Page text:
Monocultures in miniature?

In my last post I mentioned that I was pretty impressed with the amount of land currently devoted to our lawns- after looking through some research into lawn management and diversity starting in the late 1960s, I realized that this area had almost doubled in about 35 years. In 1969 almost 68,000 square kilometers of lawn existed in the US (Hawkes 1969, Nutter & Watson 1969). Flash forward to 2005 and Milesi et al. put that number at 128,000 square kilometers- no wonder it’s called an “industry”…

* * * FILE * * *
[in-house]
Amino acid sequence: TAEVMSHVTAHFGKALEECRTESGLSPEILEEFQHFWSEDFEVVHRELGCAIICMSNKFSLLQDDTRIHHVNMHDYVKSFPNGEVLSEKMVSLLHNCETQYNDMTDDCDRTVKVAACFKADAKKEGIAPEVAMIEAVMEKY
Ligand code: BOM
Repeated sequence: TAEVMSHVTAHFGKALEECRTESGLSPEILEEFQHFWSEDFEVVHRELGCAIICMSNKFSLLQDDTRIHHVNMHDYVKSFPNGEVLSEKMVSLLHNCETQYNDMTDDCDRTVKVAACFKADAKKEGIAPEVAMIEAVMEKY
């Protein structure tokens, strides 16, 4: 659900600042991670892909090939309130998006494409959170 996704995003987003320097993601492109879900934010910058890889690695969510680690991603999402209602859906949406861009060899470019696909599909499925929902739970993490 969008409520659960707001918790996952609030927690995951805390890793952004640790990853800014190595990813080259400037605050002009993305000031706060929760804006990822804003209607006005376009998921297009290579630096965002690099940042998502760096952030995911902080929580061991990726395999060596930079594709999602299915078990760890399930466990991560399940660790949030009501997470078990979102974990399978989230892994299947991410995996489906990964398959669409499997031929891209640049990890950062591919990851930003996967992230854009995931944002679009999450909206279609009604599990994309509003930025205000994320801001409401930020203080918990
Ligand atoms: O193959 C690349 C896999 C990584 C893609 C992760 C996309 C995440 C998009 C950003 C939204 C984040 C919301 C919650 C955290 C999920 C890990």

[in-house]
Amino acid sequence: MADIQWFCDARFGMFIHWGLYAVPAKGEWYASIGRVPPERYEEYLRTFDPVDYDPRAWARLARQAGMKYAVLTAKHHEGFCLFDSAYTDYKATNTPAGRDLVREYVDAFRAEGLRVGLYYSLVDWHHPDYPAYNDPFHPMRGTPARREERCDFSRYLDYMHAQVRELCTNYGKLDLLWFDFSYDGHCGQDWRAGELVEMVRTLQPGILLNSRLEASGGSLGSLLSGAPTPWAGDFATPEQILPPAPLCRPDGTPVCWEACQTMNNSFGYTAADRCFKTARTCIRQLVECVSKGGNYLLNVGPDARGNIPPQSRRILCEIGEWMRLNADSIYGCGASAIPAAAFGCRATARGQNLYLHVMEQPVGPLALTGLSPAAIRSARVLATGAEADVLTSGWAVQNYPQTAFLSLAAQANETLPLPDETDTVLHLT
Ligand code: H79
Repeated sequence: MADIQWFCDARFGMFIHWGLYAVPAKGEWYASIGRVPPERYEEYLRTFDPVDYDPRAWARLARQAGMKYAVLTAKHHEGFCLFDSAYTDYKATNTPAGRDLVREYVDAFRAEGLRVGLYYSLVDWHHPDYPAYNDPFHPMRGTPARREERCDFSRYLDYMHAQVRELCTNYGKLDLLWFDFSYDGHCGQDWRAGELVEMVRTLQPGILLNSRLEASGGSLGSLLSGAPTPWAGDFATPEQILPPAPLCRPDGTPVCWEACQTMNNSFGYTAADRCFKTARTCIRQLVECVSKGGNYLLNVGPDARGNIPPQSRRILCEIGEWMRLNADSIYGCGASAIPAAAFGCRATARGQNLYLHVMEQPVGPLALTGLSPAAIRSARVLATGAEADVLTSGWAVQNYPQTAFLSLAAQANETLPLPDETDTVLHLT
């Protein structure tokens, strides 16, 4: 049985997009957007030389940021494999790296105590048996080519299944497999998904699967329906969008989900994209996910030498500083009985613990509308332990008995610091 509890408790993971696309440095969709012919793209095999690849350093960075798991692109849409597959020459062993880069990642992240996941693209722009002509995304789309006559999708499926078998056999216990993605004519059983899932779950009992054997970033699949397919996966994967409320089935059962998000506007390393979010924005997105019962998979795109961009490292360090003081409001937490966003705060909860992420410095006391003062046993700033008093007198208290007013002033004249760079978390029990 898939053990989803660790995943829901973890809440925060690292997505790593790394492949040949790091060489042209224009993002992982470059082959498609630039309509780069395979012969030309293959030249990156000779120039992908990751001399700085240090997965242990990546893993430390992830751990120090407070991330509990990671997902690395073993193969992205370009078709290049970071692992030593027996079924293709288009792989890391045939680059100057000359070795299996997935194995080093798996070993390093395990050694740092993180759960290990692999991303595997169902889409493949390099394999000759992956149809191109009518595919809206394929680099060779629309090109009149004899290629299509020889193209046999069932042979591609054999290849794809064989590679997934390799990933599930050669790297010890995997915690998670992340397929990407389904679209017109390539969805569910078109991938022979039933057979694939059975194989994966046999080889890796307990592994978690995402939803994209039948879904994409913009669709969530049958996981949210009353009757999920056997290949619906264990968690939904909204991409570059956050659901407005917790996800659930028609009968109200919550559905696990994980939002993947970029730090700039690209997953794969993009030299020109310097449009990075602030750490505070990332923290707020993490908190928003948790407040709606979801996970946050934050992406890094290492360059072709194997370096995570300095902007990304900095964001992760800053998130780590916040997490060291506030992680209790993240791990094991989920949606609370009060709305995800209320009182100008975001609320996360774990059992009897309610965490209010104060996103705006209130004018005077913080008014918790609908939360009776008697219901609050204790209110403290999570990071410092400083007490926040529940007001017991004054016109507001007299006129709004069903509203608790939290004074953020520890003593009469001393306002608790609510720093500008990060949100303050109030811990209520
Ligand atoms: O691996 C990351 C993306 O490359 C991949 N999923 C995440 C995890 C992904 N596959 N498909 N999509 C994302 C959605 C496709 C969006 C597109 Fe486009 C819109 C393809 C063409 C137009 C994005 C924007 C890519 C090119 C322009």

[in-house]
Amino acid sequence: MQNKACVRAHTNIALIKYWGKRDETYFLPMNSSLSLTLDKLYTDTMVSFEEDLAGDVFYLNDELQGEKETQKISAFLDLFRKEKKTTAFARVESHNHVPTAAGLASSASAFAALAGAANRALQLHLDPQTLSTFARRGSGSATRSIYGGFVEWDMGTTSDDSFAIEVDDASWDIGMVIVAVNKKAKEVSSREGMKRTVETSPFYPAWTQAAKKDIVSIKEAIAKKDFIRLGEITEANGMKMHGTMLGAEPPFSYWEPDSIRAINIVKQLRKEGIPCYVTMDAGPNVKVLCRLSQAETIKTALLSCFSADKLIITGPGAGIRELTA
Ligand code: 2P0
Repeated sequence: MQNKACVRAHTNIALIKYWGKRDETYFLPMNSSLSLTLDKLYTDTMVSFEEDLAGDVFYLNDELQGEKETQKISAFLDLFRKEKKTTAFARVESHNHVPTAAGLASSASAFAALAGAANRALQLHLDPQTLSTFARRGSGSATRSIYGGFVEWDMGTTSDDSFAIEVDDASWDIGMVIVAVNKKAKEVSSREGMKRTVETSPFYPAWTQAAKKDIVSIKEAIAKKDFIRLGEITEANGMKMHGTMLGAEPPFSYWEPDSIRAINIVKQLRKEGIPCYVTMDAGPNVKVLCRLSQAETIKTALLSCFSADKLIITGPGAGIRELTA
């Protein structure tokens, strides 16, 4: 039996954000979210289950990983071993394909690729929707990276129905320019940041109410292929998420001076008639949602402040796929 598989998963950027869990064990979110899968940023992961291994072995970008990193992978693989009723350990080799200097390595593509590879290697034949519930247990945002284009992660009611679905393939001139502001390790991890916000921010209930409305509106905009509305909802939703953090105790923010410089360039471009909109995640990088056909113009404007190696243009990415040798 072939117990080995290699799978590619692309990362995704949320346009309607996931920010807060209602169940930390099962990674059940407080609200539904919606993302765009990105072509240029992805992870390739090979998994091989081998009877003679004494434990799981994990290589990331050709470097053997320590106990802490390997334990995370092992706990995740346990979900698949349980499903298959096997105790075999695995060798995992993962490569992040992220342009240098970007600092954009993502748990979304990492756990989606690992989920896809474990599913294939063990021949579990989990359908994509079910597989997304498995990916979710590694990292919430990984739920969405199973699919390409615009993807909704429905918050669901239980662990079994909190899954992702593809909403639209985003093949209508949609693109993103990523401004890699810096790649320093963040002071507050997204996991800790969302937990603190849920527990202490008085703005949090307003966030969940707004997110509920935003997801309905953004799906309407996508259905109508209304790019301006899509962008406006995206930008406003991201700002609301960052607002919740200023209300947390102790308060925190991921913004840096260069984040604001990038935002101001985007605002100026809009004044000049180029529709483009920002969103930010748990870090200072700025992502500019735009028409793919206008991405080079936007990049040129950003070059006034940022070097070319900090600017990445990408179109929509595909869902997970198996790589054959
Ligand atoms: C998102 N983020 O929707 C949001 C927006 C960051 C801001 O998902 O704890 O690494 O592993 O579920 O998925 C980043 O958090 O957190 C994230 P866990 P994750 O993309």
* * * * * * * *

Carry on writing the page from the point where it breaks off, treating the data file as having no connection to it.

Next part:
So lawns are a big part of the environments around us, and we have had great success at growing them. What does that mean for the ecosystems they inhabit? Well, lawns tend to have specific grass varieties growing in them- according to Falk (1976), the most common grasses found in US lawns are blue grasses and fescues, although you see some regional variation, for example in Florida where St. Augustinegrass is common (Erickson et al. 2008). Some research in the UK suggests that the number of plant species found in any lawn is related to the size of the lawn- as the lawn gets bigger, so does the number of plant species (Thompson et al. 2004). New species arrive as seeds or runners from adjoining vegetation, and Thompson et al. (2004) found that a typical lawn surveyed in Sheffield, UK contained 12-42 different species of vascular plants. Our lawns aren’t exactly a monoculture, but grasses certainly dominate. And one study comparing lawns in New Zealand and Fiji found that temperate lawns had more species, the opposite of what we see when we compare temperate and tropical forests (Watkins & Wilson 1992).